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AG Barr Sues “Sanctuary” States

Many people argue that sanctuary cities and state policies that prevent local law enforcement officials from notifying federal authorities about potentially violent criminal aliens make Americans less safe. Others have argued that the liberal defiance of federal law is just like democrat leaders who fought against the Civil rights movement and desegregation laws.

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Attorney General William Barr feels the same.

On Monday, Barr announced a “significant escalation” against democrat controlled areas that protect criminal aliens and obstruct the “lawful functioning of our nation’s immigration system.” He also explained that lawsuits have been filed against New Jersey, California, and Washington state, as well as specific officials in those sanctuary lands.

Fox News reported:

Speaking at the National Sheriff’s Association 2020 Winter Legislative and Technology Conference in Washington, D.C., Barr said the Justice Department would immediately file multiple lawsuits against sanctuary jurisdictions for unconstitutionally interfering with federal immigration enforcement, and implement unprecedented national reviews of left-wing sanctuary governments and prosecutors.

“Let us state the reality upfront and as clearly as possible,” Barr began. “When we are talking about sanctuary cities, we are talking about policies that are designed to allow criminal aliens to escape. These policies are not about people who came to our country illegally but have otherwise been peaceful and productive members of society.  Their express purpose is to shelter aliens whom local law enforcement has already arrested for other crimes.  This is neither lawful nor sensible.”

The DOJ has now filed a federal complaint against the State of New Jersey seeking declaratory and injunctive relief “against its laws that forbid state and local law enforcement from sharing vital information about criminal aliens with DHS,” Barr said.

That was a reference to New Jersey Attorney General Law Enforcement Directive 2018-6, which the DOJ says illegally bars officials from sharing the immigration status and release dates of individuals in custody. It also requires New Jersey law enforcement to “promptly notify a detained individual, in writing and in a language the individual can understand” if Immigration and Customs Enforcement (ICE) files an immigration detainer request for the individual.

Additionally, “we are filing a complaint seeking declaratory and injunctive relief against King County, Washington, for the policy … that forbids DHS from deporting aliens from the United States using King County International Airport,” Barr said.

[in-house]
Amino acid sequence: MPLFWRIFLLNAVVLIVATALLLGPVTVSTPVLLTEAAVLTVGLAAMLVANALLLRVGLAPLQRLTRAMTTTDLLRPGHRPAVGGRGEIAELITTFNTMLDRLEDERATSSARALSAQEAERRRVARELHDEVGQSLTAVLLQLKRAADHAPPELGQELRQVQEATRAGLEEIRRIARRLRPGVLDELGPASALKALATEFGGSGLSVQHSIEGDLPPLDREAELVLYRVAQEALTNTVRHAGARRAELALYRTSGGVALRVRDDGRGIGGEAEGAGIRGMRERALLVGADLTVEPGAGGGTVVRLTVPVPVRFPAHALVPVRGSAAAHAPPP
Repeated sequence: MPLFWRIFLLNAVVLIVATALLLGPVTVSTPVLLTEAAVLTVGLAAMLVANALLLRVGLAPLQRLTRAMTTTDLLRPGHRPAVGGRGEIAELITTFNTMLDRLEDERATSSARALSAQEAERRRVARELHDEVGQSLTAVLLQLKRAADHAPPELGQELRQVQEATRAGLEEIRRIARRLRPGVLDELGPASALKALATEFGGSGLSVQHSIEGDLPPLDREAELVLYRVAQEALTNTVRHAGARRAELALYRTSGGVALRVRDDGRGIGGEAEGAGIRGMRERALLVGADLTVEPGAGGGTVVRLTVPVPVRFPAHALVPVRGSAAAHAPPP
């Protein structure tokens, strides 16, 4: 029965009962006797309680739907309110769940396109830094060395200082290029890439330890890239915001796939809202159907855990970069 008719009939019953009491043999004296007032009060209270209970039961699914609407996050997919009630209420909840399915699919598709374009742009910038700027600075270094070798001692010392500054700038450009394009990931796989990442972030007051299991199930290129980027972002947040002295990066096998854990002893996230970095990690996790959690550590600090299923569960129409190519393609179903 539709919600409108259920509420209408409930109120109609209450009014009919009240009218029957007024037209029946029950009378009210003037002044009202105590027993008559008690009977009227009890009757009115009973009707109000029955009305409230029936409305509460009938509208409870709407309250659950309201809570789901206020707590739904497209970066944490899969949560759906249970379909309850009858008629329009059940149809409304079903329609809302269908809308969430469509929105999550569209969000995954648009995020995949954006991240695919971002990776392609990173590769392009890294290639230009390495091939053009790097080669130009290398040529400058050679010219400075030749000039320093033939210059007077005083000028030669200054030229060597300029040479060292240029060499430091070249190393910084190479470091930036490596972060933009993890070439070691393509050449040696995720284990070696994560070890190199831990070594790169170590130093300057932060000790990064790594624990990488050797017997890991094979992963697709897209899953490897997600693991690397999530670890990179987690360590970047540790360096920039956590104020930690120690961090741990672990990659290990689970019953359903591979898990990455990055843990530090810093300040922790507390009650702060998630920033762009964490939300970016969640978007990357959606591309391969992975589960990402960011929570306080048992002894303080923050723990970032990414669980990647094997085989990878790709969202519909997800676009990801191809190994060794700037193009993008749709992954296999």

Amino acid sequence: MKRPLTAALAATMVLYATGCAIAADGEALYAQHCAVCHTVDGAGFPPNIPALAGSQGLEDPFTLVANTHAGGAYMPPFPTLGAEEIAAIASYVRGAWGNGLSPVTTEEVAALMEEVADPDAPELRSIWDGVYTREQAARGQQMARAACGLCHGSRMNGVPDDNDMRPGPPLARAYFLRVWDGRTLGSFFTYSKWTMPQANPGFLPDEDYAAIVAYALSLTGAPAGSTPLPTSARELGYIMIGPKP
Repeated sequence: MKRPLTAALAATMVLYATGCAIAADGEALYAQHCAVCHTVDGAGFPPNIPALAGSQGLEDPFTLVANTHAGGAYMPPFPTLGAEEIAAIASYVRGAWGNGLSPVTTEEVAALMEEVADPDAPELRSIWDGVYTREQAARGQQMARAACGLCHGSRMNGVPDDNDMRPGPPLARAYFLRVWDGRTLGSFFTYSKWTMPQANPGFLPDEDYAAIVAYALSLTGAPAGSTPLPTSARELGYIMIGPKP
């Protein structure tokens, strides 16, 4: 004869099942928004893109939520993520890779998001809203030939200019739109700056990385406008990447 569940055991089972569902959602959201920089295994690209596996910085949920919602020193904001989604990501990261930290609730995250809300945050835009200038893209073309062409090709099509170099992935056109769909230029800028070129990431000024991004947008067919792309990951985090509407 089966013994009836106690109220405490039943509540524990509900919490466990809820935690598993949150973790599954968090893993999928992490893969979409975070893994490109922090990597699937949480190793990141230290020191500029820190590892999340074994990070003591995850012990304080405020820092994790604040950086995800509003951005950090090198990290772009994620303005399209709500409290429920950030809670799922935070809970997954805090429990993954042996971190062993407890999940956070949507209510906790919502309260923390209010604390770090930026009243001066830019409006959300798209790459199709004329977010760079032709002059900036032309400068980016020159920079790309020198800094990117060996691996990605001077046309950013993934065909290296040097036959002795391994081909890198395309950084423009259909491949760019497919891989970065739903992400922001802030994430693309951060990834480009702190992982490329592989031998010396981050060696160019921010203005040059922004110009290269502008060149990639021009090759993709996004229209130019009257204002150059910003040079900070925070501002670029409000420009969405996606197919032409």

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That lawsuit targets King County Executive Order PFC-7-1-EO, which the DOJ said has dramatically increased operating costs for ICE as detainees have had to be transported to Yakima, Washington. The executive order unconstitutionally conflicts with the federal Airline Deregulation Act, which “prohibits localities such as King County from enacting or enforcing laws or regulations that relate to prices, routes, or services of air carriers,” the DOJ said.

“Further, we are reviewing the practices, policies, and laws of other jurisdictions across the country.  This includes assessing whether jurisdictions are complying with our criminal laws, in particular the criminal statute that prohibits the harboring or shielding of aliens in the United States,” Barr added, noting that the DOJ would support DHS with “federal subpoenas to access information about criminal aliens in the custody of uncooperative jurisdictions.”

And, Barr said, “we are meticulously reviewing the actions of certain district attorneys who have adopted policies of charging foreign nationals with lesser offenses for the express purpose of avoiding the federal immigration consequences of those nationals’ criminal conduct.  In pursuing their personal ambitions and misguided notions of equal justice, these district attorneys are systematically violating the rule of law and may even be unlawfully discriminating against American citizens.”

Prosecutors in New York and California have changed their policies so that prosecutors explicitly consider so-called “collateral consequences,” including deportation, before pursuing certain charges.

READ MORE HERE

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